Discover & Ideate

User Archetypes

We brainstormed all types of different users that would be coming to the site. This helped us get an idea of how we wanted to design the architecture, users with different professions/educational levels would want to see different content.

Primary School Teachers



Federal Government Officials

State Government Officials

Education Board Members

Incumbent Workers


High Schoolers


Higher Learning Primary School Students

Various Ethnicities

Industry Entities



Composite & Advanced Manufacturing Employers

synthesized into


Educational Entities


Industry Entities



What are we building?

Clearly we were building a website, but these valuable steps helped identify something within space and time that worked meant more than a website for users. We created a sitemap that represented different pathways, or user trajectories, for the synthesized user types. These pathways were organized into a chart, and cells, allowing us two piece together parts of a puzzle (content user would see) for user trajectories.

The main goal of the website, was to enlighten and educate users just enough to make a joining decision for their school district. At what point, might users say, 'I've seen enough, let's do this!" ?

Site Map Lo-fidelity

Site Map Hi-fidelity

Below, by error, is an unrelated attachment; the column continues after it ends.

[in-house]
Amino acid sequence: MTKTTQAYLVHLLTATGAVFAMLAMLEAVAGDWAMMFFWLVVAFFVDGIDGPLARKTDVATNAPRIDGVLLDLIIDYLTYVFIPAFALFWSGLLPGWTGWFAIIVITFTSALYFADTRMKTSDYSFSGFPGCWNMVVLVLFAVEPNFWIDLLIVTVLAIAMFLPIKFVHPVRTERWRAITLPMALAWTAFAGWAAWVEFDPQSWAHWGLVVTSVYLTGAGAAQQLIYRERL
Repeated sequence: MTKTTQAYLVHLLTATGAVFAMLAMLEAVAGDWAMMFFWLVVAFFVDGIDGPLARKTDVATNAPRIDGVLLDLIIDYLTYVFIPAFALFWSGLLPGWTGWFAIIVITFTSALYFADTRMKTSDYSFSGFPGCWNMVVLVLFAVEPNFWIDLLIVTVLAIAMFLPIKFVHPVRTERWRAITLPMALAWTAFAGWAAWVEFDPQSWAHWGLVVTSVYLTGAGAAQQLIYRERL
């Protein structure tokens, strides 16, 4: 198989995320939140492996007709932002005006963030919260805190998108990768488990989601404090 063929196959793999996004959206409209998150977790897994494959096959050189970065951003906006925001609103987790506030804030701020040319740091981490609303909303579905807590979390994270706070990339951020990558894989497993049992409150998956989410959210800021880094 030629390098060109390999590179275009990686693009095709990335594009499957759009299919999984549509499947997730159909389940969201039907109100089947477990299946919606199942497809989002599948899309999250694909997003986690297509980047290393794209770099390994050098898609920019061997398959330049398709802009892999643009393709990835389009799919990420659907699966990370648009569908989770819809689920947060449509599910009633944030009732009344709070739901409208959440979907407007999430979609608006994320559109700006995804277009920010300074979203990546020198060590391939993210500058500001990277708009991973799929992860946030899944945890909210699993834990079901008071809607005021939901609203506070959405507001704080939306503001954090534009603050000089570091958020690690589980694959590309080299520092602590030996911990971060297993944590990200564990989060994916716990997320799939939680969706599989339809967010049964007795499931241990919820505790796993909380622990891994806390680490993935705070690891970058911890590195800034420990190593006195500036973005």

The high fidelity site map was an action item that helped discussions with stakeholders. It was helpful piecing the bits of information together, rather than playing a guessing game.

This site map helped highlight that educators, and parents, would almost prefer seeing IWA from the perspective of the student since they were the one that would actually become an integral part of it.

From that it made us ask the question, well what would students want to see? Most likely not how

Core UX Turning Point

This site map helped highlight that educators, and parents, would almost prefer seeing IWA from the perspective of the student, since the students are actually become an integral part of it.

From that it made us ask the question, well what would students want to see? Most likely not how their primary school integrates with IWA, that is up to their educational leaders. When they can opt-in for IWA classes, students want to see the careers they can go into, build trust and confidence with the industry in themself, these moments of inspiration and feelings of "I can do this" is what they are looking for.